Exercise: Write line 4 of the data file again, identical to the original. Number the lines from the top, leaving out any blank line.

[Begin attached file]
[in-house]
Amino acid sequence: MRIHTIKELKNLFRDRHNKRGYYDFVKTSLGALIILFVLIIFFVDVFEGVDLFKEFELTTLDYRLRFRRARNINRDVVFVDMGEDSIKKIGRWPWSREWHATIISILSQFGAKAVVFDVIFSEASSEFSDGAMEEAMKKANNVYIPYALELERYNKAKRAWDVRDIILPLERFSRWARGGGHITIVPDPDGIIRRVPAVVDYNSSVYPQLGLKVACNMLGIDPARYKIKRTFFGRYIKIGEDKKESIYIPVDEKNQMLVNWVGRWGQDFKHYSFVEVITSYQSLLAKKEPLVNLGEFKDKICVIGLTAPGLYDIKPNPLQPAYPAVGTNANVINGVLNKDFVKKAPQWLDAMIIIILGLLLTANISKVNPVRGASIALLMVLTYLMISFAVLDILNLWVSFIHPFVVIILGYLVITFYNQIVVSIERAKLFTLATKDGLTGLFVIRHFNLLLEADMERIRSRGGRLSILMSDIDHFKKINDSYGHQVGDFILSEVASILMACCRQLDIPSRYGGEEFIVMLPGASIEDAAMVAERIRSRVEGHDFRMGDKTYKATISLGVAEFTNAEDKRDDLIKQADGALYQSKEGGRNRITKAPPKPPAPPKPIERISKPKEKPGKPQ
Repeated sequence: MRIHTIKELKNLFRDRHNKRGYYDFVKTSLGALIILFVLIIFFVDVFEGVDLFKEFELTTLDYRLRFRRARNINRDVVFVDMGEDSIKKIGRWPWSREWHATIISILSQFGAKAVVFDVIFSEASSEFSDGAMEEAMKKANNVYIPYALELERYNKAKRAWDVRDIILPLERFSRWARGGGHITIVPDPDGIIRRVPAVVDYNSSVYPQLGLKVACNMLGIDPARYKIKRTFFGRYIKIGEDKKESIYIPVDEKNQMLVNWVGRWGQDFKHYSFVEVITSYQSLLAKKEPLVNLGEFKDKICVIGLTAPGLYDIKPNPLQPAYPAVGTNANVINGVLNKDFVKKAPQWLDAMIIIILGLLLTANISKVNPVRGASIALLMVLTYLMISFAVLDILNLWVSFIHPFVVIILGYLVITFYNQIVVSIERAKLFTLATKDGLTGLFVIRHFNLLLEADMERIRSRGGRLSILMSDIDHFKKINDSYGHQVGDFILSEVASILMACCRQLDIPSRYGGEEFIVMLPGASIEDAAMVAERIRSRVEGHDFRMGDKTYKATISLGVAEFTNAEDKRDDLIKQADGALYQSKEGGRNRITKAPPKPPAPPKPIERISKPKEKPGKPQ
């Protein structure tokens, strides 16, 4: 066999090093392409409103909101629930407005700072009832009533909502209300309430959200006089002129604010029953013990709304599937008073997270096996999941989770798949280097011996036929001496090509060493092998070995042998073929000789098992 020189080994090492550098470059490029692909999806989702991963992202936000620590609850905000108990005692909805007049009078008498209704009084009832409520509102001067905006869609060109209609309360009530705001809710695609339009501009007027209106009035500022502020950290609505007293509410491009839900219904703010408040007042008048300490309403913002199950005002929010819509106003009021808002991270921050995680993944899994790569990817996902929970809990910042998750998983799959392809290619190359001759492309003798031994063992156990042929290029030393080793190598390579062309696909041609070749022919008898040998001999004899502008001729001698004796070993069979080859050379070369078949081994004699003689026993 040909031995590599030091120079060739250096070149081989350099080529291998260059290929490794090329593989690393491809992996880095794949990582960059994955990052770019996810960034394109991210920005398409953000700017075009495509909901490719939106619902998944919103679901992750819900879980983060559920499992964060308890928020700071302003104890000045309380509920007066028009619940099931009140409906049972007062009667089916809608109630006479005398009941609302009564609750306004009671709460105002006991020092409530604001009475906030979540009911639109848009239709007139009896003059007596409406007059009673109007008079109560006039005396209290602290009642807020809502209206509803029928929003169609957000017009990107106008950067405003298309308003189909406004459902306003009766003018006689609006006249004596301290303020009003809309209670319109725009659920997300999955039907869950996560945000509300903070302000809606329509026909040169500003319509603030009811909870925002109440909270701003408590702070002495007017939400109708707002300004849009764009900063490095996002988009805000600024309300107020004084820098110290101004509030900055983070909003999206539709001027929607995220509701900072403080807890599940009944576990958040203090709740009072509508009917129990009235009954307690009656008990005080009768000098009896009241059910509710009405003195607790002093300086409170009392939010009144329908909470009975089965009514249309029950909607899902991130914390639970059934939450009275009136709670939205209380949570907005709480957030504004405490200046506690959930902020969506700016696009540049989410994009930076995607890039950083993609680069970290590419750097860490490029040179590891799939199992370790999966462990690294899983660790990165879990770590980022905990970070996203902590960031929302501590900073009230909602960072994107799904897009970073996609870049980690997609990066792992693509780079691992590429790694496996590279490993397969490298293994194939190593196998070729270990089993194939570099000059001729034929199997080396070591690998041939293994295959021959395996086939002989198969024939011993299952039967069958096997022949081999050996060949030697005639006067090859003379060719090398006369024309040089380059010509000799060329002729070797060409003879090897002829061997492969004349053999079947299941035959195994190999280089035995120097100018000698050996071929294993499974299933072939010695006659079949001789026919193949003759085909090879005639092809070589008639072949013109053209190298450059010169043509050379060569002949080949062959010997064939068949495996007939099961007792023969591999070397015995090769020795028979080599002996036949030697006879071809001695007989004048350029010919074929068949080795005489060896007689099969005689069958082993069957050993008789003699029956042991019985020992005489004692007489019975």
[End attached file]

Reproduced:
């Protein structure tokens, strides 16, 4: 066999090093392409409103909101629930407005700072009832009533909502209300309430959200006089002129604010029953013990709304599937008073997270096996999941989770798949280097011996036929001496090509060493092998070995042998073929000789098992 020189080994090492550098470059490029692909999806989702991963992202936000620590609850905000108990005692909805007049009078008498209704009084009832409520509102001067905006869609060109209609309360009530705001809710695609339009501009007027209106009035500022502020950290609505007293509410491009839900219904703010408040007042008048300490309403913002199950005002929010819509106003009021808002991270921050995680993944899994790569990817996902929970809990910042998750998983799959392809290619190359001759492309003798031994063992156990042929290029030393080793190598390579062309696909041609070749022919008898040998001999004899502008001729001698004796070993069979080859050379070369078949081994004699003689026993 040909031995590599030091120079060739250096070149081989350099080529291998260059290929490794090329593989690393491809992996880095794949990582960059994955990052770019996810960034394109991210920005398409953000700017075009495509909901490719939106619902998944919103679901992750819900879980983060559920499992964060308890928020700071302003104890000045309380509920007066028009619940099931009140409906049972007062009667089916809608109630006479005398009941609302009564609750306004009671709460105002006991020092409530604001009475906030979540009911639109848009239709007139009896003059007596409406007059009673109007008079109560006039005396209290602290009642807020809502209206509803029928929003169609957000017009990107106008950067405003298309308003189909406004459902306003009766003018006689609006006249004596301290303020009003809309209670319109725009659920997300999955039907869950996560945000509300903070302000809606329509026909040169500003319509603030009811909870925002109440909270701003408590702070002495007017939400109708707002300004849009764009900063490095996002988009805000600024309300107020004084820098110290101004509030900055983070909003999206539709001027929607995220509701900072403080807890599940009944576990958040203090709740009072509508009917129990009235009954307690009656008990005080009768000098009896009241059910509710009405003195607790002093300086409170009392939010009144329908909470009975089965009514249309029950909607899902991130914390639970059934939450009275009136709670939205209380949570907005709480957030504004405490200046506690959930902020969506700016696009540049989410994009930076995607890039950083993609680069970290590419750097860490490029040179590891799939199992370790999966462990690294899983660790990165879990770590980022905990970070996203902590960031929302501590900073009230909602960072994107799904897009970073996609870049980690997609990066792992693509780079691992590429790694496996590279490993397969490298293994194939190593196998070729270990089993194939570099000059001729034929199997080396070591690998041939293994295959021959395996086939002989198969024939011993299952039967069958096997022949081999050996060949030697005639006067090859003379060719090398006369024309040089380059010509000799060329002729070797060409003879090897002829061997492969004349053999079947299941035959195994190999280089035995120097100018000698050996071929294993499974299933072939010695006659079949001789026919193949003759085909090879005639092809070589008639072949013109053209190298450059010169043509050379060569002949080949062959010997064939068949495996007939099961007792023969591999070397015995090769020795028979080599002996036949030697006879071809001695007989004048350029010919074929068949080795005489060896007689099969005689069958082993069957050993008789003699029956042991019985020992005489004692007489019975």